By Laine Doss
By Nicole Danna
By Doug Fairall
By Sara Ventiera
By Nicole Danna
By David Minsky
By Sara Ventiera
By Doug Fairall
"It's got to be the most boring, mundane street in South Florida," says Dr. Paul George, an oft-quoted Miami Dade College professor and historian, when I ask about Hallandale Beach Boulevard. "It's more a racetrack to the beach than anything else."
It's true — the first several hundred feet of Exit 18 off Interstate 95 offers concrete blight and strip mall after strip mall. Most buildings are set far back off the massive, three-lane road, which few pedestrians dare to cross, so it's almost impossible to see what's in most of the squat, beige or pale-yellow buildings besides big box stores.
This urban wasteland, however, offers a silver lining for a hopeful restaurateur.
"Rent was $2,000 more per month in Aventura," Falafel Benny owner Ben Regev bellows over the telephone. He opened his small shop earlier this year serving only the fried, ground-up spheres of chickpeas along with chicken schnitzel — pounded thin and fried — and shawarma inside an orange-beige building that's easy to miss while speeding by.
"I used to do catering, and people loved it," Regev says. "I always said I'd open my own restaurant, even in a bad location."
Not only is rent affordable in Hallandale but Broward County's southernmost town also sits at a nexus between South Florida's myriad immigrant communities. To the south is Miami: Cubans, Colombians, and Venezuelans, all of whom are slowly pushing farther into suburbia. Toward the ocean lies Sunny Isles — home to a growing Russian and Eastern European population. Just south of that is Aventura, with large Jewish and Israeli communities.
Along Hallandale Beach Boulevard, you can find pan con bistec just as easily as bagels with cream cheese and lox. That's a good thing. There's an outpost of Cuban restaurant Padrino's and an Eastern European bakery. Yudy Bakery, a Colombian joint, is the place to go for hot rolls with cheese-infused dough called pandebono, while Nick's Restaurant, a greasy spoon in business since the 1960s, offers a sinfully satisfying patty melt whose grease covers your fingers when you pick it up to take the first bite.
If it's Jewish food you're seeking, look no further than Sage Bagel & Appetizer Shop, where smoked, gold-colored fish are on display inside a refrigerated case along with glistening pink sides of smoked salmon waiting to be sliced.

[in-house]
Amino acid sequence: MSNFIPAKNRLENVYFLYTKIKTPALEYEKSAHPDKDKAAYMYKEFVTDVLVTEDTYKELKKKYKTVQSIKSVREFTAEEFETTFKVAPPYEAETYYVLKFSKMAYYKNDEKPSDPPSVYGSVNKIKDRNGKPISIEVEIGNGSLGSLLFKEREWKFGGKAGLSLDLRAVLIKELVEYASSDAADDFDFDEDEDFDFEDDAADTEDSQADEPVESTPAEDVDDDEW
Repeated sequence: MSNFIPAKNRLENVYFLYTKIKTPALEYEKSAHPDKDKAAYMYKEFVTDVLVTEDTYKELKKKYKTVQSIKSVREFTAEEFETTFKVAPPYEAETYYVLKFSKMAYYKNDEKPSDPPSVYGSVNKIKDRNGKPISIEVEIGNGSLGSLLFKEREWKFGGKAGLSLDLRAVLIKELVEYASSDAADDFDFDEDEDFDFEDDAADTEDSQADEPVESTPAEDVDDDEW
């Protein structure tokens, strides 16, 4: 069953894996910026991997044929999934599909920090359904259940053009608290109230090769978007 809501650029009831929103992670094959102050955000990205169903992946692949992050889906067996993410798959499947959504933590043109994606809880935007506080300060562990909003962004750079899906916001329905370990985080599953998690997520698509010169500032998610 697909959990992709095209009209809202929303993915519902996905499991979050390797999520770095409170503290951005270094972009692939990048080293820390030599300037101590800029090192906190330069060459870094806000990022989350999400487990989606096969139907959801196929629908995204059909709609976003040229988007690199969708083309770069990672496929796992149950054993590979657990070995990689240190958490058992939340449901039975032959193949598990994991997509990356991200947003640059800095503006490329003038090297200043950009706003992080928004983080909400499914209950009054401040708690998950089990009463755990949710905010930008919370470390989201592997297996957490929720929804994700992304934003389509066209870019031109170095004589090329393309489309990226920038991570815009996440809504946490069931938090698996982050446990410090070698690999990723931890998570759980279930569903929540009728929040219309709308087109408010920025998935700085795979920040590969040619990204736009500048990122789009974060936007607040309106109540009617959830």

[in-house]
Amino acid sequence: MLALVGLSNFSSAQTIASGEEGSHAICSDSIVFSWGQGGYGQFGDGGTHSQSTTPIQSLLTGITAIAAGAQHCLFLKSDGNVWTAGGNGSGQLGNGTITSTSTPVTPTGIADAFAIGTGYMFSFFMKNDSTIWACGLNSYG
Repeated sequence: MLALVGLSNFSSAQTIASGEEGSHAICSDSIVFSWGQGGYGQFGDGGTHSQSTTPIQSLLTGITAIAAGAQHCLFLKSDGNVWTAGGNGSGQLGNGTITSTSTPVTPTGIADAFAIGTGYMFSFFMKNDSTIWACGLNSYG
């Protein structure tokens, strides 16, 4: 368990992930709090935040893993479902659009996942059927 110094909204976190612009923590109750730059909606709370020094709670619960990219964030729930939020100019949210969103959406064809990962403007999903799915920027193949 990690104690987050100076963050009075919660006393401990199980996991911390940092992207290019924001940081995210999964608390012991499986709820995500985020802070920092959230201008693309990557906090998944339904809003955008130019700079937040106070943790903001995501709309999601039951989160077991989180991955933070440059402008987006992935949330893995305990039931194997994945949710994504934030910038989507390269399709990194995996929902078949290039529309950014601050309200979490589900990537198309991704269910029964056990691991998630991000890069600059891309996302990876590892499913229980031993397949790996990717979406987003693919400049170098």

Milton Fuerst opened Sage in 1973 after moving his young family from Queens to South Florida.
"There was no such thing as Aventura when we came," says Harvey Fuerst, the son who today runs the deli and restaurant. Fuerst says his father rented a plane and a pilot to fly over Florida looking for population centers. They settled on Miami and started trawling up and down A1A looking for a place to open a business.
"The Hemispheres was here; the old Diplomat hotel was here," Fuerst continues, "so they decided this would be a good place to open a business."
Over the years, New Yorkers relocated in droves, and the Fuerst family expanded. "The location is still very good," Fuerst says. "Everything involved the location, and we're doing more and more business all the time."
Il Mercato chef and owner Emily Finne jokes about her restaurant, "You can't see it, you can't find it, and it's in a crappy strip mall, but people get excited about finding this hidden place."
She opened the restaurant in a former car-parts store in 2010 with a plan to serve a smart, approachable wine list and a few small plates. The concept quickly grew into a full-service, 60-seat restaurant that offers short-rib tacos, chive spaetzle, pasta carbonara, and seared sesame-crusted salmon.
"Everyone and their mothers thought we were insane to open in Hallandale," Finne says. But with a young son and parents who lived nearby, she said it was a logical choice. Similar to Regev, she says that rent was cheap and that people flock from nearby towns, filling the place each night for dinner.
"I think this one will always stay here."
Here are our picks for the ten best restaurants in Hallandale Beach:
826 W. Hallandale Beach Blvd., 786-202-7560
Farhod Karimov opened Vostok on Hallandale Beach Boulevard in February serving shaslik — a central Asian variety of kebab in which chunks of meat and fat rotate with slices of bell peppers separating each. There were "not enough restaurants serving cuisine like this in Hallandale," he says. Karimov hails from Uzbekistan, a country famous for what he calls "noodle-rich cuisine." At Vostok, try plov, a signature Uzbeki dish that mixes seasoned ground beef with onion and rice. There's also borscht, a classic cold soup made with beets. Try manti, a dumpling variation filled with either beef or lamb before being steamed or fried.
The Knife Steak House
602 E. Hallandale Beach Blvd.
Meat freaks, rejoice! The Knife of Hallandale Beach Boulevard is a small glimpse into the meat-loving world that is Argentina, complete with chorizo, blood sausage, sweetbreads, and veal tripe. If you're not into an authentic parrilla, don't worry — there is plenty of veal, skirt steak, short ribs, and rump roast to go around. For about $25, you get all of this, plus an endless garden of salads and vegetables. You don't have to put something green and leafy on your plate, but if you don't, it's only a matter of time until a friend warns you about the dangers of your lifestyle choices.